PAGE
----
Press release: Researchers summarise all studies on the impacts of arable farming practices on soil organic carbon

NEWS | 2015-12-04

MISTRA EviEM proudly announce the release of a systematic map on the impacts of agricultural management on soil organic carbon. The review identifies, collates and describes in detail all existing research on the effects of arable farming practices in boreal and temperate regions. The review highlights gaps in current knowledge, areas with high quality evidence, and key ways to improve research methods. The 735 studies included in the review are displayed on an easy-to-use interactive map.

This year is the FAO’s International Year of Soils, which aims to recognise the important roles that soils play in supporting healthy lifestyles across the world. Agricultural soils have the potential to store vast quantities of carbon, and may reduce global warming if managed correctly. A huge amount of research exists on the effects of farming practices on soil organic carbon, making it difficult to say with any accuracy what the overall impacts of farmland management may be. Now, a team of international researchers led by the independent research organisation MISTRA EviEM has painstakingly identified and collated all available research on how farming can affect storage of carbon in the soil across temperate and boreal ecosystems. This database of detailed descriptive information features several user-friendly interfaces that allow the user to identify gaps in our knowledge and clusters of high quality evidence, and it acts as a resource for those rapidly wanting to find relevant research from a particular location or subject area.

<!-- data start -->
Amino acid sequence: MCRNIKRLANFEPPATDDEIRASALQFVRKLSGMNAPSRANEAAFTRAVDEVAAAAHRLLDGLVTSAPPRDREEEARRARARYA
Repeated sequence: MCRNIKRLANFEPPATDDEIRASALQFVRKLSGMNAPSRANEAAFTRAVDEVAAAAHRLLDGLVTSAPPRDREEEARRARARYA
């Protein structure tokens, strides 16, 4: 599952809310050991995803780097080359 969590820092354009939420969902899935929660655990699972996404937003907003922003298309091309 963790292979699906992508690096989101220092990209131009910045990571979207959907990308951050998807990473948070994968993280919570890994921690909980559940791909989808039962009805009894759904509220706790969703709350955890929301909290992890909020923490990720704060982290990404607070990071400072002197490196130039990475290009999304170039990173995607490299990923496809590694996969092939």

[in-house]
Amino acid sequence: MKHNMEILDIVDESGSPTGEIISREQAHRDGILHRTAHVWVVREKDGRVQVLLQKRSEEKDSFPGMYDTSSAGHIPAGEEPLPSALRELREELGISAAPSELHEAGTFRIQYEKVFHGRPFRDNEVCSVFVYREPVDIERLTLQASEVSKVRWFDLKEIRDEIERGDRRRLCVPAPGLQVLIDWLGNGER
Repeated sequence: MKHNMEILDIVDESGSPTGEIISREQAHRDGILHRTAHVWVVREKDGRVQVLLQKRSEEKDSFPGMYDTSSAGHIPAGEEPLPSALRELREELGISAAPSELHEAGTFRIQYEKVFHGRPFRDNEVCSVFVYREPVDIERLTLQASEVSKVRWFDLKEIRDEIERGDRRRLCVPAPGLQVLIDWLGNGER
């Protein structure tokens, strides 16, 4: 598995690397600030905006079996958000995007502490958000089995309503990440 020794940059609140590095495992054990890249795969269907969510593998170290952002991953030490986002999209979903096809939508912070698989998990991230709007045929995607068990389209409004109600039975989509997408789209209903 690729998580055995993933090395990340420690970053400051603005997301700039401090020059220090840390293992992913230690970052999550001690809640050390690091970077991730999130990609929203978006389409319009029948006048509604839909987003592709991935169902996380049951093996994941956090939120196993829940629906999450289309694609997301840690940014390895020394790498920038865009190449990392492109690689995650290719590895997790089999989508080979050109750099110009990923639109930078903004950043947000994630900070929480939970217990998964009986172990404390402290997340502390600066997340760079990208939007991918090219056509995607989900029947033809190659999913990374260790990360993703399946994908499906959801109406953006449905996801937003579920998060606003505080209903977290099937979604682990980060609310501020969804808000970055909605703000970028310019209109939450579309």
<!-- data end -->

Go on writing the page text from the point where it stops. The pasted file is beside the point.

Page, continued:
The carbon content of arable soil depends very much on how farming is conducted. Photo: Jan Håkan Dahlström/ Bildhuset/ IT.

Read more about the project and access the full report and a summary factsheet here.
Contact: Katarina Hedlund (